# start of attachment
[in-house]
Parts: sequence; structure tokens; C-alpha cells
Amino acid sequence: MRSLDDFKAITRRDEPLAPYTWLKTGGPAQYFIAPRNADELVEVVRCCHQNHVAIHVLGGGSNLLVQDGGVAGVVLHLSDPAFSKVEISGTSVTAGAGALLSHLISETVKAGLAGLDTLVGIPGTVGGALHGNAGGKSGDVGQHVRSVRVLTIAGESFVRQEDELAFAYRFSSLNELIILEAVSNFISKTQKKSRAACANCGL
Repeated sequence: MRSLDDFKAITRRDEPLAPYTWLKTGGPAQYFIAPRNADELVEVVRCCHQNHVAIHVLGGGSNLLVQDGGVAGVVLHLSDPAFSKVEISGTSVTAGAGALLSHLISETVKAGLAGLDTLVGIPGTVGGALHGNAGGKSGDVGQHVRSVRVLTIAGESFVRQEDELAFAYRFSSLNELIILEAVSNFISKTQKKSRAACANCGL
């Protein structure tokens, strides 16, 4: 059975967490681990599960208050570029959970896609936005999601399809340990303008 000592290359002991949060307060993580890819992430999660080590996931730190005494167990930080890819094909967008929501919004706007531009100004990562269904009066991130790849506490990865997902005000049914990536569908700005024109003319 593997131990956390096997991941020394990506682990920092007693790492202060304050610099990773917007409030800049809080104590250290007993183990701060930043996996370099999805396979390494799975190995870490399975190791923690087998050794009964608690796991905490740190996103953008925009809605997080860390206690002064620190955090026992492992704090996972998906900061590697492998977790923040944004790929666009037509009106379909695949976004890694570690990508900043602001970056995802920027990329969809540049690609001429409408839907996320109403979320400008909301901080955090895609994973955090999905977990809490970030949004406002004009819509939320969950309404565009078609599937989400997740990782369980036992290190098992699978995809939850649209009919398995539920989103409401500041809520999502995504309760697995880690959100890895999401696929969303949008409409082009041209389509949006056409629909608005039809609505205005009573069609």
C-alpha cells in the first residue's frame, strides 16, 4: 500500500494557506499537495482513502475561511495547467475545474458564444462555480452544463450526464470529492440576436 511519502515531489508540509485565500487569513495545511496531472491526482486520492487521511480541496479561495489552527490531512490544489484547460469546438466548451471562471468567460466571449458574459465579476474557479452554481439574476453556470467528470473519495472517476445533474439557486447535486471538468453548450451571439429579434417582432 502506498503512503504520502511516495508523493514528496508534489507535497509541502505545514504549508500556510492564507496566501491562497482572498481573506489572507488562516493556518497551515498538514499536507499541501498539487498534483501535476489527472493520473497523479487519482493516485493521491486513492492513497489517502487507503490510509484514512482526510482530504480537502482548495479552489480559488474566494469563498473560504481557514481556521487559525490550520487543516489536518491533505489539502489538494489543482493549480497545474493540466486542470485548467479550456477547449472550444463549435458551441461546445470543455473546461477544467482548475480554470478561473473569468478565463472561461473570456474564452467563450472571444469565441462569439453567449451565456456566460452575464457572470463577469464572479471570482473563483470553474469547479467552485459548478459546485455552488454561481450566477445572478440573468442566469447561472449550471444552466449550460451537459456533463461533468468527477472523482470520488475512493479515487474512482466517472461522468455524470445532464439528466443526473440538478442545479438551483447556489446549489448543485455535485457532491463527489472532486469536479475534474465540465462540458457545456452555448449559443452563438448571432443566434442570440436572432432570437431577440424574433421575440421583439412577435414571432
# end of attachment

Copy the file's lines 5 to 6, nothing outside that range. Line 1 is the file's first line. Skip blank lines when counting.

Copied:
């Protein structure tokens, strides 16, 4: 059975967490681990599960208050570029959970896609936005999601399809340990303008 000592290359002991949060307060993580890819992430999660080590996931730190005494167990930080890819094909967008929501919004706007531009100004990562269904009066991130790849506490990865997902005000049914990536569908700005024109003319 593997131990956390096997991941020394990506682990920092007693790492202060304050610099990773917007409030800049809080104590250290007993183990701060930043996996370099999805396979390494799975190995870490399975190791923690087998050794009964608690796991905490740190996103953008925009809605997080860390206690002064620190955090026992492992704090996972998906900061590697492998977790923040944004790929666009037509009106379909695949976004890694570690990508900043602001970056995802920027990329969809540049690609001429409408839907996320109403979320400008909301901080955090895609994973955090999905977990809490970030949004406002004009819509939320969950309404565009078609599937989400997740990782369980036992290190098992699978995809939850649209009919398995539920989103409401500041809520999502995504309760697995880690959100890895999401696929969303949008409409082009041209389509949006056409629909608005039809609505205005009573069609």
C-alpha cells in the first residue's frame, strides 16, 4: 500500500494557506499537495482513502475561511495547467475545474458564444462555480452544463450526464470529492440576436 511519502515531489508540509485565500487569513495545511496531472491526482486520492487521511480541496479561495489552527490531512490544489484547460469546438466548451471562471468567460466571449458574459465579476474557479452554481439574476453556470467528470473519495472517476445533474439557486447535486471538468453548450451571439429579434417582432 502506498503512503504520502511516495508523493514528496508534489507535497509541502505545514504549508500556510492564507496566501491562497482572498481573506489572507488562516493556518497551515498538514499536507499541501498539487498534483501535476489527472493520473497523479487519482493516485493521491486513492492513497489517502487507503490510509484514512482526510482530504480537502482548495479552489480559488474566494469563498473560504481557514481556521487559525490550520487543516489536518491533505489539502489538494489543482493549480497545474493540466486542470485548467479550456477547449472550444463549435458551441461546445470543455473546461477544467482548475480554470478561473473569468478565463472561461473570456474564452467563450472571444469565441462569439453567449451565456456566460452575464457572470463577469464572479471570482473563483470553474469547479467552485459548478459546485455552488454561481450566477445572478440573468442566469447561472449550471444552466449550460451537459456533463461533468468527477472523482470520488475512493479515487474512482466517472461522468455524470445532464439528466443526473440538478442545479438551483447556489446549489448543485455535485457532491463527489472532486469536479475534474465540465462540458457545456452555448449559443452563438448571432443566434442570440436572432432570437431577440424574433421575440421583439412577435414571432